"Malaysia Prime Minister Mahathir Mohamad and the Sultan of Johor are seen in a blue Proton Saga... "When asked whether there is any tension with the sultan, Dr Mahathir said: “No, I don’t see anything because I went to see him and he drove me to the airport. I don’t want to comment on the sultans because if I say anything that is not good then it’s not nice because he is the sultan”"

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Sunday, June 12, 2005

My US Trip (2005)

Day 6 - Hancock Shaker Village-Hanover

Previously featured:
Flight to Newark, Day 1 - Newark-Princeton
Day 2 - Princeton-Philadelphia
Day 3 - Gettysburg-Lancaster-Ephrata-Alexandria
Day 4 - Alexandria-DC
Day 5 - Westpoint-Hyde Park

In the morning, we had our 3rd shopping trip in 6 days (and 5 full days), at a Prime outlet at Lee, Massachusetts. The original plan was to drop my sister and I off there while my brother in law went to the Basketball Hall of Fame at Springfield, Mass. She would shop and I would find ways to entertain myself. However, we found that the two places were too far apart, so he decided not to visit the Hall of Fame. So what we were doing there, I did not know, since my brother in law was too spineless to come down on my sister. At least I got a large Ben and Jerry's Chocolate Therapy milkshake (3 American [ie Anderson's Regular size] scoops of 'Chocolate Therapy'). It was very intense and very heavy hitting; I was lucky I wasn't female, or I would've been left helpless, whimpering softly in an alleyway as my body jerked with the convulsions brought on by the chocolate rush.

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Happiness is...

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A sight for sore eyes. Why can't we have one?!

It seems almost every little town in the UK is twinned with some other one on the continent, or across the globe, yet almost none of those we saw were twinned, not even with towns in another state. Hanover, New Hampshire was a notable exception, twinned with Joigny, France and Nihonmatsu, Japan.

Travel was made much more pleasant with the ice keg. As I remarked on our having an ice box in bunk back during my nightmare in hell, ice is more than a luxury - it's a way of life!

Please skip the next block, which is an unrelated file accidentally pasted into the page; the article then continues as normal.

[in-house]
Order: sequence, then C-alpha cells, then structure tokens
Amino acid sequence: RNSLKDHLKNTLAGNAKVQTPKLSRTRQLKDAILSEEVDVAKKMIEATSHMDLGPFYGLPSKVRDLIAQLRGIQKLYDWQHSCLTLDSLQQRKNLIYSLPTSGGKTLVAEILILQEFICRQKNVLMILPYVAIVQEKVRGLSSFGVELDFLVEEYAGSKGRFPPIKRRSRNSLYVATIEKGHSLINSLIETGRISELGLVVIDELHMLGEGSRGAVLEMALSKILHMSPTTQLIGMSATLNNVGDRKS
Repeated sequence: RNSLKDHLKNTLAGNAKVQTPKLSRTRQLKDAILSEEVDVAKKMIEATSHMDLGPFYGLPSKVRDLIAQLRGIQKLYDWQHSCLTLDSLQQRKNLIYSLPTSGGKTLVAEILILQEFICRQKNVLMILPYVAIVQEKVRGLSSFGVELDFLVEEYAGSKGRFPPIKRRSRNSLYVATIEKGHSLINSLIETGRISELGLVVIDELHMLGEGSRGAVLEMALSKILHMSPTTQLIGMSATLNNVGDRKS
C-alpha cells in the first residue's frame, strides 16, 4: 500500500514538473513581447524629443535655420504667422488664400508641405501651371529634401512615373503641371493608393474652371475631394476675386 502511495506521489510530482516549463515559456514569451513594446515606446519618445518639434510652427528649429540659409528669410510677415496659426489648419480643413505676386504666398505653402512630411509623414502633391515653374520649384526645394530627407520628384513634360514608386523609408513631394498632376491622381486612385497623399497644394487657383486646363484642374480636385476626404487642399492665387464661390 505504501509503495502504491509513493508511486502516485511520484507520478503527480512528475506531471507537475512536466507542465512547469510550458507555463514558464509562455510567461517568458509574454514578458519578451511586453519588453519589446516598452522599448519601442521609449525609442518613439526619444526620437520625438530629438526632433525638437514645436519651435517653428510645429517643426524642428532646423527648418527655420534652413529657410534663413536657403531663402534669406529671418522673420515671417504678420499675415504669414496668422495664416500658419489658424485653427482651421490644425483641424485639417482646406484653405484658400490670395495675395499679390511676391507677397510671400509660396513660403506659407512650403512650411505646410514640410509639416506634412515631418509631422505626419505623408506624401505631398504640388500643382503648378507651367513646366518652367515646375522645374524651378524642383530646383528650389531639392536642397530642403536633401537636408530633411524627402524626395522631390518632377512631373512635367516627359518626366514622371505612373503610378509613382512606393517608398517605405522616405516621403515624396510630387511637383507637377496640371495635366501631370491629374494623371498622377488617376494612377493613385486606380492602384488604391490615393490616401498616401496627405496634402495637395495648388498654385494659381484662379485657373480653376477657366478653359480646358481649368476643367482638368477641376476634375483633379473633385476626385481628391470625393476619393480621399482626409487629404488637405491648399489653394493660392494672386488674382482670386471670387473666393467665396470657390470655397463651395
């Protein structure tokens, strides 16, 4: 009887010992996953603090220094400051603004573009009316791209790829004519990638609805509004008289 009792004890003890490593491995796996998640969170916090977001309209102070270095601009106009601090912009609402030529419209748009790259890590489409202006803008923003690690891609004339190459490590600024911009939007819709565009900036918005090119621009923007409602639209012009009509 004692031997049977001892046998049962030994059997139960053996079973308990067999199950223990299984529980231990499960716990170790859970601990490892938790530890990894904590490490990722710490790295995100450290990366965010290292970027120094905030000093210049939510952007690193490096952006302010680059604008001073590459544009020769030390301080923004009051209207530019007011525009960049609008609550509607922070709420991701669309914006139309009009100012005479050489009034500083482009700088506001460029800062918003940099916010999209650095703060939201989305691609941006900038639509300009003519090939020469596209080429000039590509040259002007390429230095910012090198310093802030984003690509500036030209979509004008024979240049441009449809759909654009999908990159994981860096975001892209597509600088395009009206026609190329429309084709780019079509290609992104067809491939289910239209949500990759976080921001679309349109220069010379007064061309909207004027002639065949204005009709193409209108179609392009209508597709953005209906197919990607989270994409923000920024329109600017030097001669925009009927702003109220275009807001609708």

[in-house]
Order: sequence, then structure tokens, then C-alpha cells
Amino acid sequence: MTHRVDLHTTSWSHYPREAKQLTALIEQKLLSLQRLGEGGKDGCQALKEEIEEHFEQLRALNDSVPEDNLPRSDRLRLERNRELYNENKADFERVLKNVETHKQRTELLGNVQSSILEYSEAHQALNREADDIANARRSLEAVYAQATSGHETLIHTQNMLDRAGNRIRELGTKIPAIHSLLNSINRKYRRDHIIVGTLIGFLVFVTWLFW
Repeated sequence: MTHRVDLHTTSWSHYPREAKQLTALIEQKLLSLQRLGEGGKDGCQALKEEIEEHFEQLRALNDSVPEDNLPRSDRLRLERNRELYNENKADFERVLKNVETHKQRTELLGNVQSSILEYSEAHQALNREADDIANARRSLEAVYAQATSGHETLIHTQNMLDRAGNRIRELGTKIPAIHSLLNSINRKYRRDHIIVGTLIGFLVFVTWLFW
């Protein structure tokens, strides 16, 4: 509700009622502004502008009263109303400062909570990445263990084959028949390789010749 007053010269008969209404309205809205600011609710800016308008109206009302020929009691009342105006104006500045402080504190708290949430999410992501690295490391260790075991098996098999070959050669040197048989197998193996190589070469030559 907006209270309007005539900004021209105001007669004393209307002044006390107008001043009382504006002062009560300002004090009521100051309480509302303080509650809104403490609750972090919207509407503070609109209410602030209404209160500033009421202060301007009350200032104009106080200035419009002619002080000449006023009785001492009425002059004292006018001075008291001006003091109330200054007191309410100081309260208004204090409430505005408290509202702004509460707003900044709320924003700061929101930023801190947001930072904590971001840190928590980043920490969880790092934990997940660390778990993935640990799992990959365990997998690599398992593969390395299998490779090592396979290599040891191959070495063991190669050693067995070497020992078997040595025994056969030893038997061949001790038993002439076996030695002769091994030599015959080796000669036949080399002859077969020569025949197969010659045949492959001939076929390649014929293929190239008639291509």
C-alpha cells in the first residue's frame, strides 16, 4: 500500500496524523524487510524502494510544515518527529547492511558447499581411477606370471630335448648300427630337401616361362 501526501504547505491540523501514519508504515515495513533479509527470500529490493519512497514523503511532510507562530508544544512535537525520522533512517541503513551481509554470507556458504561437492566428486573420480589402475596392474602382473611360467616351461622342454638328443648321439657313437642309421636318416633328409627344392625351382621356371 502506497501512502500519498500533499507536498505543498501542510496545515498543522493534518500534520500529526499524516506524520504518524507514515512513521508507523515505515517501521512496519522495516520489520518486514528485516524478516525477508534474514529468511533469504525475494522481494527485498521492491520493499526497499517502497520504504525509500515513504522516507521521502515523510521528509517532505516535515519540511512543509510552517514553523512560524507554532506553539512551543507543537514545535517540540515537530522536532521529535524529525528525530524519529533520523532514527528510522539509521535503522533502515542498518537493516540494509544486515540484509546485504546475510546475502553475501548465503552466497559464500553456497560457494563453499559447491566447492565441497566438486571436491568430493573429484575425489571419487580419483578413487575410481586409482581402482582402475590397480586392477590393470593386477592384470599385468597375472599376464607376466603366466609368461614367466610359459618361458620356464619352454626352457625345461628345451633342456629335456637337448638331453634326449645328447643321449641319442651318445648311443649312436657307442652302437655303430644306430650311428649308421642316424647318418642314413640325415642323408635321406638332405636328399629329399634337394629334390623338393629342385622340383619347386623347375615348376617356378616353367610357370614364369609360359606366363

It was still unseasonably cold for that time of year, but at least I could hide indoors. Interestingly, a sign in the food court read: "Please do not throw your trays in the garbage".

There was a shop at Prime called "rue21", slightly more upmarket than This 'Lian' Fashion, and with similar prices. They had apparel in SACSAL sizes and fashions, and accessories to boot. All this made me wonder how they made money: low margins, small target market (how many SACSAL sized girls are there in America?!) Perhaps it and other such outlets survived on the disproportionately high portion of female visitors to the outlet cluster who were of East Asian ethnicity.

Later, we arrived at the Hancock Shaker Village - a restored village formerly inhabited by the Shaking Quakers (aka Shakers). There, I got to blow dandelions (yes, I'm deprived), but the ones there were lousy - I had to blow with a great deal of force to dislodge the seedlings.

The Shaker village was full of Shaker goods, which all were plain and of austere designs, which is presumably why they praised the gift to be simple.

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Blowing a dandelion flower

After that we passed Williams College in Williamstown, MA, where Goh Chok Tong did his Masters. It must've been a very miserable place to study, being tiny, remote and isolated.

My sister emptied a cup of water out of her window while we were driving, but threw it into the wind, so some of it sprayed back into the car's interior.